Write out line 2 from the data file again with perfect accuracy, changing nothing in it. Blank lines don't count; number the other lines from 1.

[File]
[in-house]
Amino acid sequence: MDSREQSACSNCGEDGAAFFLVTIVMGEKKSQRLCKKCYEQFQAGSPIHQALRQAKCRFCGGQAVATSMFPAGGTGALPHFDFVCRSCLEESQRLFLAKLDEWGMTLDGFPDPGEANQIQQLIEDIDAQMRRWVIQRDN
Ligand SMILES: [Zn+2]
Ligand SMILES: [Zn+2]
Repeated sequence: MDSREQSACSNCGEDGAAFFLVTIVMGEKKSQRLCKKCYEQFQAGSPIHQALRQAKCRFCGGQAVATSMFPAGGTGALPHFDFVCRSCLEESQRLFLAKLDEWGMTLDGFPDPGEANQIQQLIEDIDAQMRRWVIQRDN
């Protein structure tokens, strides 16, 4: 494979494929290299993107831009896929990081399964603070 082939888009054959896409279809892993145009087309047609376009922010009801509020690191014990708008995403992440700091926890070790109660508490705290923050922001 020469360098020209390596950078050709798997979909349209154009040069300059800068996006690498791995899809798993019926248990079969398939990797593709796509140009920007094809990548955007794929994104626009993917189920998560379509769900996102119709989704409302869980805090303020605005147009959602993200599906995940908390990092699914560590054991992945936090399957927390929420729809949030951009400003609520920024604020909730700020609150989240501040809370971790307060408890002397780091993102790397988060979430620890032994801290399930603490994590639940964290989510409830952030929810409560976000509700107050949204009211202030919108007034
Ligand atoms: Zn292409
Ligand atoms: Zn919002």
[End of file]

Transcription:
Amino acid sequence: MDSREQSACSNCGEDGAAFFLVTIVMGEKKSQRLCKKCYEQFQAGSPIHQALRQAKCRFCGGQAVATSMFPAGGTGALPHFDFVCRSCLEESQRLFLAKLDEWGMTLDGFPDPGEANQIQQLIEDIDAQMRRWVIQRDN